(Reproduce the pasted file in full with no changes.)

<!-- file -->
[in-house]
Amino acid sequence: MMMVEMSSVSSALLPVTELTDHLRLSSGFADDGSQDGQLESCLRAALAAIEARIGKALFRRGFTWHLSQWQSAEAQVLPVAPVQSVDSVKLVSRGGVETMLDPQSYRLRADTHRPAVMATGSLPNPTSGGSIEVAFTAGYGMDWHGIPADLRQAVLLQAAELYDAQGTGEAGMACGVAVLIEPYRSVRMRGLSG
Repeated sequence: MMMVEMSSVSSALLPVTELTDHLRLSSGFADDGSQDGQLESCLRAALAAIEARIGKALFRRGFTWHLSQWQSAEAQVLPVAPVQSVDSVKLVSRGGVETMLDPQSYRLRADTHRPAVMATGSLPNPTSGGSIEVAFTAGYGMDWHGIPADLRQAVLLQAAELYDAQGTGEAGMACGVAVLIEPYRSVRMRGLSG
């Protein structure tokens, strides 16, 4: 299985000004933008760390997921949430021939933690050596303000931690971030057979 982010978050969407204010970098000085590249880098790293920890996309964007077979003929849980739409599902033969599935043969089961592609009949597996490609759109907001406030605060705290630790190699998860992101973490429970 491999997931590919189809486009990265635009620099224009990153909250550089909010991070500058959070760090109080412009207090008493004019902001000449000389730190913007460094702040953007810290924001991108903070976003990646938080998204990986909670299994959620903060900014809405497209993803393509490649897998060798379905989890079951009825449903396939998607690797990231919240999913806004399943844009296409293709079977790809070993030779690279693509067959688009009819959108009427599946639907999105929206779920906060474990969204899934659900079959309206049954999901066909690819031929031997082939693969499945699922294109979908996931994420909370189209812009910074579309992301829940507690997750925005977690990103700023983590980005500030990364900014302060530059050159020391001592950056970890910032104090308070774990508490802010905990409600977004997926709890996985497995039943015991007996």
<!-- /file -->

[in-house]
Amino acid sequence: MMMVEMSSVSSALLPVTELTDHLRLSSGFADDGSQDGQLESCLRAALAAIEARIGKALFRRGFTWHLSQWQSAEAQVLPVAPVQSVDSVKLVSRGGVETMLDPQSYRLRADTHRPAVMATGSLPNPTSGGSIEVAFTAGYGMDWHGIPADLRQAVLLQAAELYDAQGTGEAGMACGVAVLIEPYRSVRMRGLSG
Repeated sequence: MMMVEMSSVSSALLPVTELTDHLRLSSGFADDGSQDGQLESCLRAALAAIEARIGKALFRRGFTWHLSQWQSAEAQVLPVAPVQSVDSVKLVSRGGVETMLDPQSYRLRADTHRPAVMATGSLPNPTSGGSIEVAFTAGYGMDWHGIPADLRQAVLLQAAELYDAQGTGEAGMACGVAVLIEPYRSVRMRGLSG
């Protein structure tokens, strides 16, 4: 299985000004933008760390997921949430021939933690050596303000931690971030057979 982010978050969407204010970098000085590249880098790293920890996309964007077979003929849980739409599902033969599935043969089961592609009949597996490609759109907001406030605060705290630790190699998860992101973490429970 491999997931590919189809486009990265635009620099224009990153909250550089909010991070500058959070760090109080412009207090008493004019902001000449000389730190913007460094702040953007810290924001991108903070976003990646938080998204990986909670299994959620903060900014809405497209993803393509490649897998060798379905989890079951009825449903396939998607690797990231919240999913806004399943844009296409293709079977790809070993030779690279693509067959688009009819959108009427599946639907999105929206779920906060474990969204899934659900079959309206049954999901066909690819031929031997082939693969499945699922294109979908996931994420909370189209812009910074579309992301829940507690997750925005977690990103700023983590980005500030990364900014302060530059050159020391001592950056970890910032104090308070774990508490802010905990409600977004997926709890996985497995039943015991007996």